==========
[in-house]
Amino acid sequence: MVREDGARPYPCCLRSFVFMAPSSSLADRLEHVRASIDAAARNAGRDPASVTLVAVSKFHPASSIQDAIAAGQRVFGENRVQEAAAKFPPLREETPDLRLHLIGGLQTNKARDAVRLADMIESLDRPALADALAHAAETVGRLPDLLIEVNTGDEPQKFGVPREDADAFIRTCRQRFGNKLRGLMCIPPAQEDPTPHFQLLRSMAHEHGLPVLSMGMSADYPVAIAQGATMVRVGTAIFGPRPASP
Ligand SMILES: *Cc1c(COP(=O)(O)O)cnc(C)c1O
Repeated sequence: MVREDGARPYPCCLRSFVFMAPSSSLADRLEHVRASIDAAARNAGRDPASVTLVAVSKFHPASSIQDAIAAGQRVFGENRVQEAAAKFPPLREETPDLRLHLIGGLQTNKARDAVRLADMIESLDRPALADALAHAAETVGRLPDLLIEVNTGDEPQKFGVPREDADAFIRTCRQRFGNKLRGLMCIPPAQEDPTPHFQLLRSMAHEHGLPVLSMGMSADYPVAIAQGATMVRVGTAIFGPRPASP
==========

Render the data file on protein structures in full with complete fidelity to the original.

[in-house]
Amino acid sequence: MVREDGARPYPCCLRSFVFMAPSSSLADRLEHVRASIDAAARNAGRDPASVTLVAVSKFHPASSIQDAIAAGQRVFGENRVQEAAAKFPPLREETPDLRLHLIGGLQTNKARDAVRLADMIESLDRPALADALAHAAETVGRLPDLLIEVNTGDEPQKFGVPREDADAFIRTCRQRFGNKLRGLMCIPPAQEDPTPHFQLLRSMAHEHGLPVLSMGMSADYPVAIAQGATMVRVGTAIFGPRPASP
Ligand SMILES: *Cc1c(COP(=O)(O)O)cnc(C)c1O
Repeated sequence: MVREDGARPYPCCLRSFVFMAPSSSLADRLEHVRASIDAAARNAGRDPASVTLVAVSKFHPASSIQDAIAAGQRVFGENRVQEAAAKFPPLREETPDLRLHLIGGLQTNKARDAVRLADMIESLDRPALADALAHAAETVGRLPDLLIEVNTGDEPQKFGVPREDADAFIRTCRQRFGNKLRGLMCIPPAQEDPTPHFQLLRSMAHEHGLPVLSMGMSADYPVAIAQGATMVRVGTAIFGPRPASP